Thursday, February 23, 2012

Adding Value Without Devaluing Your Services

As a business coach for lawyers, I'm hearing this more and more:



I know it's supposed to be good to be generous and provide value to prospects. I have all this great information that I give away on my website, but I never hear from anyone who downloads it! They just take the information and think they can do it themselves, or use it with a different lawyer...



All experts struggle with the desire to help and serve with their expertise versus the fear of giving it away. It's the conflict between adding value and eliminating the need for your services. And, let's be clear that I mean perceived need for your services, because one of the worst jobs of any professional is to fix the problems that people create by NOT hiring a professional! Sometimes lawyers earn higher fees to address issues related to the new do-it-yourself legal services than they would if they'd done the work initially.


I'm a fan of Hinge Marketing; they focus on marketing and branding for professional services firms and they offer a generous amount of free information. I sent them Fairytale brownies for Valentine's Day, so you know I think they're special. What I want to show you today is the description of one of the resources they offer for free:




 This is a great example of how you can give prospects information they'll value- and still position yourself as the partner they turn to when they're ready to act. Look at the logical path the material takes; it starts with when/why you need the services, includes information regarding the investment clients might need to fund, introduces a timeline and offers the prospect other resources and tools.  And wait- check out that 6th bullet:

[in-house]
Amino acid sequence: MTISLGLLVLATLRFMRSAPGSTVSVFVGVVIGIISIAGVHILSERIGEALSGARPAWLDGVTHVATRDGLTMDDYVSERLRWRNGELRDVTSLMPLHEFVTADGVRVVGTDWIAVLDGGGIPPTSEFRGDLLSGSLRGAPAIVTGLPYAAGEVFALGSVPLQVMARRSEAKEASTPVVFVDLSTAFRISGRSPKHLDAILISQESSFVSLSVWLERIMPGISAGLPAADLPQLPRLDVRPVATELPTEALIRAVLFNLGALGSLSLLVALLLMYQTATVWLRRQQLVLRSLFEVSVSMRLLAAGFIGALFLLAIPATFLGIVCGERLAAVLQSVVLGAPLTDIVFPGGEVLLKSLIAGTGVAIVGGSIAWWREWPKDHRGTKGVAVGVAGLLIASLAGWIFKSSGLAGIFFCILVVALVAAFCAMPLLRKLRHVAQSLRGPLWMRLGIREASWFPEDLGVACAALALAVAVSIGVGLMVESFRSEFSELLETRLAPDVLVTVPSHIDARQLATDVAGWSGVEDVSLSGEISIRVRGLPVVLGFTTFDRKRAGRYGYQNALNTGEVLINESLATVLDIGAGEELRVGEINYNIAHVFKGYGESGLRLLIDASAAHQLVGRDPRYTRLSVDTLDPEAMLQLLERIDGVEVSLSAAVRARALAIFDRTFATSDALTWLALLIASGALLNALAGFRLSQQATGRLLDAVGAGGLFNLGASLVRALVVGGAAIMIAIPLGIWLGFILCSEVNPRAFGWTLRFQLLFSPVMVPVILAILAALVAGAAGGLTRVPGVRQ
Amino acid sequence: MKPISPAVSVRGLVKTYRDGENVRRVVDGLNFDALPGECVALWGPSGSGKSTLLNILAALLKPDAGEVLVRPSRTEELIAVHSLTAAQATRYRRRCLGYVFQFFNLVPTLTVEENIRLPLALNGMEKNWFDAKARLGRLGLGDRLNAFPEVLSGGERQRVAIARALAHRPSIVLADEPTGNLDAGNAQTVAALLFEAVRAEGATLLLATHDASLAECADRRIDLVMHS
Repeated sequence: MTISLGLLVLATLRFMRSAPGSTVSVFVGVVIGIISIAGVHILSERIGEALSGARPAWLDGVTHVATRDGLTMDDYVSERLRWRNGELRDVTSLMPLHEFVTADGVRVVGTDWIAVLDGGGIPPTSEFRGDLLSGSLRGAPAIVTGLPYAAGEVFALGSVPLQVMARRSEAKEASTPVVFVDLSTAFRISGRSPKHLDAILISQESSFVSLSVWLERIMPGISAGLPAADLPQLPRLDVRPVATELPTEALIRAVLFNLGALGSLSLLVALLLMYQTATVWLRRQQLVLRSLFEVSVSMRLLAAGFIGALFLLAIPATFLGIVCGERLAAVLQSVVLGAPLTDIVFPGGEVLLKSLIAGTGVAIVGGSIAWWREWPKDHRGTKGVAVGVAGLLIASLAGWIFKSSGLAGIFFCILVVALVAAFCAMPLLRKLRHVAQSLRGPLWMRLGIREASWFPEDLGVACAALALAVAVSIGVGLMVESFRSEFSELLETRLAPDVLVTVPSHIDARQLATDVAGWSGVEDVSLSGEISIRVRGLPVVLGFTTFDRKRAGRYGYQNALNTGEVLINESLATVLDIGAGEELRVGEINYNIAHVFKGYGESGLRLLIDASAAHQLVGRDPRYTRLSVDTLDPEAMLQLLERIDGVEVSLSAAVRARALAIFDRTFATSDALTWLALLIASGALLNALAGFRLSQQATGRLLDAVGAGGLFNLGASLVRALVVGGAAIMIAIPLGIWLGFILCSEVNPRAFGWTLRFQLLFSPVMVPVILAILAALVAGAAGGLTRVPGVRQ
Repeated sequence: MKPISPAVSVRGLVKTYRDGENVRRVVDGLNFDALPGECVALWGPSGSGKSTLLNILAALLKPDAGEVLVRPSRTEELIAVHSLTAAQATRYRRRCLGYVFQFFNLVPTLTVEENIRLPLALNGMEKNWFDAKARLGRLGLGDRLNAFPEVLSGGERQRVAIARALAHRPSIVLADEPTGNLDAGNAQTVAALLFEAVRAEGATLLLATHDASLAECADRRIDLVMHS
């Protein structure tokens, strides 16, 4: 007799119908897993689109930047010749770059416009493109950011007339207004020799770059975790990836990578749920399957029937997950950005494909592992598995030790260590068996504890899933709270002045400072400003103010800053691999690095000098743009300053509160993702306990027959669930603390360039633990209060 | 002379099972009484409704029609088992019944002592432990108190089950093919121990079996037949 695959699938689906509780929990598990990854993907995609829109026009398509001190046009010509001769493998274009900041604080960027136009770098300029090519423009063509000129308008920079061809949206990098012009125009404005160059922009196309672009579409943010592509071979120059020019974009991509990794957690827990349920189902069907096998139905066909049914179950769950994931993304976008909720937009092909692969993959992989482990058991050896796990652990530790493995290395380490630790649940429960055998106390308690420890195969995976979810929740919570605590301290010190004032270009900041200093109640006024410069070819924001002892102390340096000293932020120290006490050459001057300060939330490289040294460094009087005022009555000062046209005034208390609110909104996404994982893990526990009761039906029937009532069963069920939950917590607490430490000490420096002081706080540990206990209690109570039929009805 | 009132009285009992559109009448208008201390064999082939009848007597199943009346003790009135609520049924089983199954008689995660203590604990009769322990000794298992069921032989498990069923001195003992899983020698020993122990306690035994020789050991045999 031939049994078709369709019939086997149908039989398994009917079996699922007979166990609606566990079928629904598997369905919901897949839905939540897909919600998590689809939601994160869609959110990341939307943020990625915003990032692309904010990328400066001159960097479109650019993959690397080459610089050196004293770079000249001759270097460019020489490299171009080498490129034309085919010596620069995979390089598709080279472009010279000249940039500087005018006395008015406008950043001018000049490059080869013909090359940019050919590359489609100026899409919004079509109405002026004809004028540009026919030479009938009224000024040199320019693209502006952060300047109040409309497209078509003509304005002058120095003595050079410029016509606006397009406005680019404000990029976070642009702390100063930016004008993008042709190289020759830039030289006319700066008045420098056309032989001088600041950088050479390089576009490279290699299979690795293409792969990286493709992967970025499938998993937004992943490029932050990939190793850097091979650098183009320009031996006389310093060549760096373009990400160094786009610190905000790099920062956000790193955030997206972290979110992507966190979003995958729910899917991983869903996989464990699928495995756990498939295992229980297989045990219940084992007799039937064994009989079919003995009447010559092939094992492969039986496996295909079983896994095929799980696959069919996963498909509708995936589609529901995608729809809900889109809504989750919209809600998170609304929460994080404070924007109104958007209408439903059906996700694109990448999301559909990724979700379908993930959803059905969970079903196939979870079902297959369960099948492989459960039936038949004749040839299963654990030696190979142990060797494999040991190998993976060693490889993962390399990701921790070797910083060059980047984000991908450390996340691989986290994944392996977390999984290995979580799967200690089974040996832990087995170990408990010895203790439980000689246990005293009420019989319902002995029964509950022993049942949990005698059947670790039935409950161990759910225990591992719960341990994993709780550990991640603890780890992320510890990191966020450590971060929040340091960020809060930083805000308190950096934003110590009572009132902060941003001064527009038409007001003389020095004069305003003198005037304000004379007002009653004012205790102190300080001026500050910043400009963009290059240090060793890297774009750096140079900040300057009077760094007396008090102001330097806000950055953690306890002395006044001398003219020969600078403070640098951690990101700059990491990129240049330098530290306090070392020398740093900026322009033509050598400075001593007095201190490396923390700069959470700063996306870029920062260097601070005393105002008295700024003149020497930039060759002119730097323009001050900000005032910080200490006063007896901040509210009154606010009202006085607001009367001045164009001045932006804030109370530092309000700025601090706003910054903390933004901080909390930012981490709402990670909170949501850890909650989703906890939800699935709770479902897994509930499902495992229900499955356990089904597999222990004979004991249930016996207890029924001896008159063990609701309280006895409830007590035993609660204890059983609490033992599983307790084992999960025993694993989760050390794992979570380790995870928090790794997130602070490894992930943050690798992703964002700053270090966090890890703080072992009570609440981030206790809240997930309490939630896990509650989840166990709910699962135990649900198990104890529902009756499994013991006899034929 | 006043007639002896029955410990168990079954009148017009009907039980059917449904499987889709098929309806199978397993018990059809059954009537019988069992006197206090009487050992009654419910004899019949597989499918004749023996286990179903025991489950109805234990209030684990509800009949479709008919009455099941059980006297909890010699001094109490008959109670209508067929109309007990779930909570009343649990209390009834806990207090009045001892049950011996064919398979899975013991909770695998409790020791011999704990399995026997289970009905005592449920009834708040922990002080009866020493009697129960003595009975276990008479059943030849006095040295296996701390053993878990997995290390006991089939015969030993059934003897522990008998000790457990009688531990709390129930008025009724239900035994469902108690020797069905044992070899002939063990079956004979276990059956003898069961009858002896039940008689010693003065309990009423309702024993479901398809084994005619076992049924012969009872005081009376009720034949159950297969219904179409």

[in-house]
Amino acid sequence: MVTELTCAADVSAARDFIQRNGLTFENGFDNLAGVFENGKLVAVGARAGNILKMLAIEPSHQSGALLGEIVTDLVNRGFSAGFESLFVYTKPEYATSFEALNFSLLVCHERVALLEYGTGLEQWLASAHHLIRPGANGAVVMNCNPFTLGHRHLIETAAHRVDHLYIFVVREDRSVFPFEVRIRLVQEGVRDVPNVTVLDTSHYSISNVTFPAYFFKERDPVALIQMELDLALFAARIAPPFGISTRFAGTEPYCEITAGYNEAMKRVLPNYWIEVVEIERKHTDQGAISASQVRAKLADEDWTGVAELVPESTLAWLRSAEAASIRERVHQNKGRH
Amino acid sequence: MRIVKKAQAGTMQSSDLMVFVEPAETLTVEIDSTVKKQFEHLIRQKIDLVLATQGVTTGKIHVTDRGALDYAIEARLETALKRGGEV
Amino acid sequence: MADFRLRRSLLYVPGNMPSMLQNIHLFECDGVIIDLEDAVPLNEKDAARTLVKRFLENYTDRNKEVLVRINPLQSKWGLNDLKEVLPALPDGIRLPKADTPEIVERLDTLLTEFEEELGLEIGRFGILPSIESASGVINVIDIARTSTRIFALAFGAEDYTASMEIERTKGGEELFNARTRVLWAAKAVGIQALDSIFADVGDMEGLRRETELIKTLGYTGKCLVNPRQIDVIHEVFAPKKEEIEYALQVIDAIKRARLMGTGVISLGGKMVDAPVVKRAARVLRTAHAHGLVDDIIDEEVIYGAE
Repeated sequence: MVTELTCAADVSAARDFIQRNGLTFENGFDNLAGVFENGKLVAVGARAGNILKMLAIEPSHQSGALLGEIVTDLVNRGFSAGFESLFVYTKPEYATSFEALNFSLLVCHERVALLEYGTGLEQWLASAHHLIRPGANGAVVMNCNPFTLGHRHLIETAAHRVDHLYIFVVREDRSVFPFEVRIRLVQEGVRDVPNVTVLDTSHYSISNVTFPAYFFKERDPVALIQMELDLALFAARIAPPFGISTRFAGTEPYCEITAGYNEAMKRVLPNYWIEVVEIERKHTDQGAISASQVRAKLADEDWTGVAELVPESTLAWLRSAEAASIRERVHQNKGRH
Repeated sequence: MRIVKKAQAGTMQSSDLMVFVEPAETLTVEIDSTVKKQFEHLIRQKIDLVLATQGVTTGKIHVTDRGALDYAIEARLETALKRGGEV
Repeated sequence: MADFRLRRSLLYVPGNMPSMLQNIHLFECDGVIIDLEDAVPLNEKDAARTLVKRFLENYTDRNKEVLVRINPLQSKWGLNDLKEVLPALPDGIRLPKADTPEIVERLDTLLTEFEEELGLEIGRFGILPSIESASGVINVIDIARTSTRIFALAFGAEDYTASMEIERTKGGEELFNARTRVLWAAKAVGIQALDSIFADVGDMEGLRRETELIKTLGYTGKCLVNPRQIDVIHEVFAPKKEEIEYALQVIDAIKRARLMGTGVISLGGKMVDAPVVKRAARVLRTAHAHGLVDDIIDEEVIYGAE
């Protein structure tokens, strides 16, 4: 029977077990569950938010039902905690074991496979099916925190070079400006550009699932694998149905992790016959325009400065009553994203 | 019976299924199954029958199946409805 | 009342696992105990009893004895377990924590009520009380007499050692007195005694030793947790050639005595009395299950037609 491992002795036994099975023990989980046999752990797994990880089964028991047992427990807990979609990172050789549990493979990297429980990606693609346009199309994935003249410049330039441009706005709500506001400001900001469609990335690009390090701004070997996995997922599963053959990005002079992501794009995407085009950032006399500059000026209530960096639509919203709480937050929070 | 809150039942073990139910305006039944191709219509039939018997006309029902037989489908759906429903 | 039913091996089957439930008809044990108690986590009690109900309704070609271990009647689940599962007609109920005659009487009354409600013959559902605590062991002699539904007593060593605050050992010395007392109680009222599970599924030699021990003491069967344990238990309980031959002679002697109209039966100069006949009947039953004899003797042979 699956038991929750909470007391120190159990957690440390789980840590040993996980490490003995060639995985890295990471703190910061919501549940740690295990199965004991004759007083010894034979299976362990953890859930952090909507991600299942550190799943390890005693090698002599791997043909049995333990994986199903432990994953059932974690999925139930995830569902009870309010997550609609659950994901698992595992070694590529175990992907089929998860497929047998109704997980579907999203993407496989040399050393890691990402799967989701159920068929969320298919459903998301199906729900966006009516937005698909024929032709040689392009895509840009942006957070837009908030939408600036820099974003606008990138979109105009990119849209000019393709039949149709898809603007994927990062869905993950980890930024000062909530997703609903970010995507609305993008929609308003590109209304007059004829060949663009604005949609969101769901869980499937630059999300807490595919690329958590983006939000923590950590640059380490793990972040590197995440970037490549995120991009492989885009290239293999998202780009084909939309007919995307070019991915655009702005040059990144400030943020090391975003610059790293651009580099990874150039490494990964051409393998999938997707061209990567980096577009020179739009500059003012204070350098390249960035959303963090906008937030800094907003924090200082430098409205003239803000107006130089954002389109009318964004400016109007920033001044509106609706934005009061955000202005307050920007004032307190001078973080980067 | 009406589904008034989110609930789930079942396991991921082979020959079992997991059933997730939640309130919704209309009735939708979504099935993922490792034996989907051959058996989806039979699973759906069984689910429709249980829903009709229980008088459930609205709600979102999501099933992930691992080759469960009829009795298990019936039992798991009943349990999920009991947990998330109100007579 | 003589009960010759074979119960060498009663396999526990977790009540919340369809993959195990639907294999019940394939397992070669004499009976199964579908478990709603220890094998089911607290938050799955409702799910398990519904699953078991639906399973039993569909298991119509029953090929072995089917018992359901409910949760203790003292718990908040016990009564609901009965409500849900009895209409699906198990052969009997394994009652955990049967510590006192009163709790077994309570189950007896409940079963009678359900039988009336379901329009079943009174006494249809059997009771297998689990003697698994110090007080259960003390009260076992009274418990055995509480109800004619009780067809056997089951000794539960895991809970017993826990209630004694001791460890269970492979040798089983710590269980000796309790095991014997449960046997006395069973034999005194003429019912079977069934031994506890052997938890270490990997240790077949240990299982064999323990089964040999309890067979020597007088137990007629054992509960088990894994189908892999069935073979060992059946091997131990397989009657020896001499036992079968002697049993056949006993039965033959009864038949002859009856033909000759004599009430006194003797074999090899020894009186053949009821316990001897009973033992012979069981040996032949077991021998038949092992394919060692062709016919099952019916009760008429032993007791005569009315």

How to select your rebranding partner



I'm pretty sure that whatever that list of criteria is, Hinge Marketing meets it and you know it by the time you hit that section. By then, you'll have an idea re whether you want to rebrand now, whether you can afford it, how long it might take, and whether or not you're interested in an expert partner. That's about as much qualifying as you can do with no interaction. If you are ready- then Hinge has established its expertise and already started to create a relationship with you. They don't "sell" to you. They encourage "try before you buy". Wouldn't they be your first call?


Back to the point- the piece offers a great deal of value to readers and it demonstrates expertise. What it doesn't do is tell you how to do it yourself. 


Generosity works. Unless you're new to me, you already know I believe you can market without doing anything that feels tricky or sleazy. This is an example of a great way to offer value to prospects, do a bit of qualifying as you educate, and create an appetite for your services.  Is it a tactic you can use?